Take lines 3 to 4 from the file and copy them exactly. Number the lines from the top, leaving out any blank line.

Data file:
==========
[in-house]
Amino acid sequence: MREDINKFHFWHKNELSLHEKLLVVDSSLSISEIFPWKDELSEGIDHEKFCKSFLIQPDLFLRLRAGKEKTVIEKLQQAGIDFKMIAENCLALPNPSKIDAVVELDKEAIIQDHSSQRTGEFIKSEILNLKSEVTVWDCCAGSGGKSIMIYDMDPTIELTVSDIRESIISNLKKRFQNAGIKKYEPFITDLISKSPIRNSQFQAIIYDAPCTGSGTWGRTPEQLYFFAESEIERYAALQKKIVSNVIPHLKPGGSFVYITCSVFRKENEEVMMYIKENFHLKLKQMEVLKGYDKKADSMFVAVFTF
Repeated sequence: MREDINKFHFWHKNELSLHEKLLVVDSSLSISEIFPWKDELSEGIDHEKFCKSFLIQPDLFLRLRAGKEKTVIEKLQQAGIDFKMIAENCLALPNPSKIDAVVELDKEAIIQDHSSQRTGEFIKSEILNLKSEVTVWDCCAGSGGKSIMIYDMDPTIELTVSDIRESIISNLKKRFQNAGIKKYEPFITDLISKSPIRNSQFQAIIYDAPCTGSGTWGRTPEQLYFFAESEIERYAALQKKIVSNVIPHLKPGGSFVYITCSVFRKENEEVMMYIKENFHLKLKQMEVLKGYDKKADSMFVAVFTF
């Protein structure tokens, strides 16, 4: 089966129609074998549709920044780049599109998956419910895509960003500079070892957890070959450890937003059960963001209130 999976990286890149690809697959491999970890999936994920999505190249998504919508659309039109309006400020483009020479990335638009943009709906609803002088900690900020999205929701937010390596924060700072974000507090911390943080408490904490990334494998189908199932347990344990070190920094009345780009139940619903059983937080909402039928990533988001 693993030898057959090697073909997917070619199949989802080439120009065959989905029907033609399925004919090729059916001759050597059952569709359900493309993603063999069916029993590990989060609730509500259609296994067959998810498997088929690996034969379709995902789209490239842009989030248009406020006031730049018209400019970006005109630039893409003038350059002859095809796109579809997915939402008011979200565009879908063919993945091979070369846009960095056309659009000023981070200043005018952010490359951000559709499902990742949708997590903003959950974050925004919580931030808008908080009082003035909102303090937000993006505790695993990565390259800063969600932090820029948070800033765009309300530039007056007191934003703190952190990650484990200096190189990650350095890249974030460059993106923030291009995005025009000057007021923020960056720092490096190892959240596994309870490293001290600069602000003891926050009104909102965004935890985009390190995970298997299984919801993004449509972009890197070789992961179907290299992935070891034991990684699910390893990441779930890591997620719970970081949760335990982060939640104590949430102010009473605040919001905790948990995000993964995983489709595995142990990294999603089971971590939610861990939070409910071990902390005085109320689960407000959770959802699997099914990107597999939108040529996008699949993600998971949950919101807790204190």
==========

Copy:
Repeated sequence: MREDINKFHFWHKNELSLHEKLLVVDSSLSISEIFPWKDELSEGIDHEKFCKSFLIQPDLFLRLRAGKEKTVIEKLQQAGIDFKMIAENCLALPNPSKIDAVVELDKEAIIQDHSSQRTGEFIKSEILNLKSEVTVWDCCAGSGGKSIMIYDMDPTIELTVSDIRESIISNLKKRFQNAGIKKYEPFITDLISKSPIRNSQFQAIIYDAPCTGSGTWGRTPEQLYFFAESEIERYAALQKKIVSNVIPHLKPGGSFVYITCSVFRKENEEVMMYIKENFHLKLKQMEVLKGYDKKADSMFVAVFTF
């Protein structure tokens, strides 16, 4: 089966129609074998549709920044780049599109998956419910895509960003500079070892957890070959450890937003059960963001209130 999976990286890149690809697959491999970890999936994920999505190249998504919508659309039109309006400020483009020479990335638009943009709906609803002088900690900020999205929701937010390596924060700072974000507090911390943080408490904490990334494998189908199932347990344990070190920094009345780009139940619903059983937080909402039928990533988001 693993030898057959090697073909997917070619199949989802080439120009065959989905029907033609399925004919090729059916001759050597059952569709359900493309993603063999069916029993590990989060609730509500259609296994067959998810498997088929690996034969379709995902789209490239842009989030248009406020006031730049018209400019970006005109630039893409003038350059002859095809796109579809997915939402008011979200565009879908063919993945091979070369846009960095056309659009000023981070200043005018952010490359951000559709499902990742949708997590903003959950974050925004919580931030808008908080009082003035909102303090937000993006505790695993990565390259800063969600932090820029948070800033765009309300530039007056007191934003703190952190990650484990200096190189990650350095890249974030460059993106923030291009995005025009000057007021923020960056720092490096190892959240596994309870490293001290600069602000003891926050009104909102965004935890985009390190995970298997299984919801993004449509972009890197070789992961179907290299992935070891034991990684699910390893990441779930890591997620719970970081949760335990982060939640104590949430102010009473605040919001905790948990995000993964995983489709595995142990990294999603089971971590939610861990939070409910071990902390005085109320689960407000959770959802699997099914990107597999939108040529996008699949993600998971949950919101807790204190």